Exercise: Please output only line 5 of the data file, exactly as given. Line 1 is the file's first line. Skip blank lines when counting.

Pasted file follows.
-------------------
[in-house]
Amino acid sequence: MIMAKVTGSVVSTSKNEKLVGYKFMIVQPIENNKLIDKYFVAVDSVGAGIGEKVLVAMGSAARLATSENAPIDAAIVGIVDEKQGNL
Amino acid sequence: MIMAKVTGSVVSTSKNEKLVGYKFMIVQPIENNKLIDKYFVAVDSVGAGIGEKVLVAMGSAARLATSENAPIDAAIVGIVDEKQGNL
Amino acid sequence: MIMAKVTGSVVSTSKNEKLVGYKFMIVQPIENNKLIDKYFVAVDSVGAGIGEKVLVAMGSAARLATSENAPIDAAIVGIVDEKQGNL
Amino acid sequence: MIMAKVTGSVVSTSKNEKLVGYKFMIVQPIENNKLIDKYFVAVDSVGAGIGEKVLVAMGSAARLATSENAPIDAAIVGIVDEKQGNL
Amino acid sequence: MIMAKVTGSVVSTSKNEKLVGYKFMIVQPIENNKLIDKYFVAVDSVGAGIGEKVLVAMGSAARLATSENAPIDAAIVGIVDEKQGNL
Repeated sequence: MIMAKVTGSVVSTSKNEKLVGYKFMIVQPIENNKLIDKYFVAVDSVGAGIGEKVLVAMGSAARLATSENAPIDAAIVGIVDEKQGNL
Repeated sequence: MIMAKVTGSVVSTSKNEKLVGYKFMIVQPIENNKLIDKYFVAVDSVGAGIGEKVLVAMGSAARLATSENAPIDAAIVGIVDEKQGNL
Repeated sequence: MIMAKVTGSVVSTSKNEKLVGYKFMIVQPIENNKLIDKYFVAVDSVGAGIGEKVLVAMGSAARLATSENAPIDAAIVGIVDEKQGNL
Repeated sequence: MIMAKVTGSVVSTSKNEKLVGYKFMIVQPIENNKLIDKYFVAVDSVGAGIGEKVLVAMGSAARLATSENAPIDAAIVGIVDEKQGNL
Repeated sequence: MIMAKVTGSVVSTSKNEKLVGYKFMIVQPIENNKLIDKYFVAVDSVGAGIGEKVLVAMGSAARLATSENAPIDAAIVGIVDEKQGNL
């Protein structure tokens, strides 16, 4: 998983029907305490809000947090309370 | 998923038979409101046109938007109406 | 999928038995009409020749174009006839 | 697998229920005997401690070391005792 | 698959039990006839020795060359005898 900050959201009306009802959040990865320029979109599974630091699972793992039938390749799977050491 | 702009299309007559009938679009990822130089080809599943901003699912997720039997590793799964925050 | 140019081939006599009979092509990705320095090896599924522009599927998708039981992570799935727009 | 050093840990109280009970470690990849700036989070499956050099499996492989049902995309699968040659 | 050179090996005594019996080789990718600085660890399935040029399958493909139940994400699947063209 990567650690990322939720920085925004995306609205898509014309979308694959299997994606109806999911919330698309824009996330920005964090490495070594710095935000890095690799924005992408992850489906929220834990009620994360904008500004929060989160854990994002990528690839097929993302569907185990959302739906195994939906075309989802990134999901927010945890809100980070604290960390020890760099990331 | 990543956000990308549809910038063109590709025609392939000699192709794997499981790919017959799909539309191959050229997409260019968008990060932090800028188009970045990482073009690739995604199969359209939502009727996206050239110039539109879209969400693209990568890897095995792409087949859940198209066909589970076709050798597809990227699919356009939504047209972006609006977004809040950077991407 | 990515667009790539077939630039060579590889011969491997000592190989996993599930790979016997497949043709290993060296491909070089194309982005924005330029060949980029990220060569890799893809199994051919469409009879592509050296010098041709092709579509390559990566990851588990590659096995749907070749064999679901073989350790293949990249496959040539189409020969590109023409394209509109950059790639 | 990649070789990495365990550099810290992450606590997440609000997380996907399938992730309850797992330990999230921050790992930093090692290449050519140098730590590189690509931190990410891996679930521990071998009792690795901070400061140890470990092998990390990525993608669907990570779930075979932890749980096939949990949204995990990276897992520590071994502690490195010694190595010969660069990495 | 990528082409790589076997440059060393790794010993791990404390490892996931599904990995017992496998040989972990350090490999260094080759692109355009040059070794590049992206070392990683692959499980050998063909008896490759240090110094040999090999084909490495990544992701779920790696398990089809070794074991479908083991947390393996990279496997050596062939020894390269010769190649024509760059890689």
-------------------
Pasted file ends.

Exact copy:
Amino acid sequence: MIMAKVTGSVVSTSKNEKLVGYKFMIVQPIENNKLIDKYFVAVDSVGAGIGEKVLVAMGSAARLATSENAPIDAAIVGIVDEKQGNL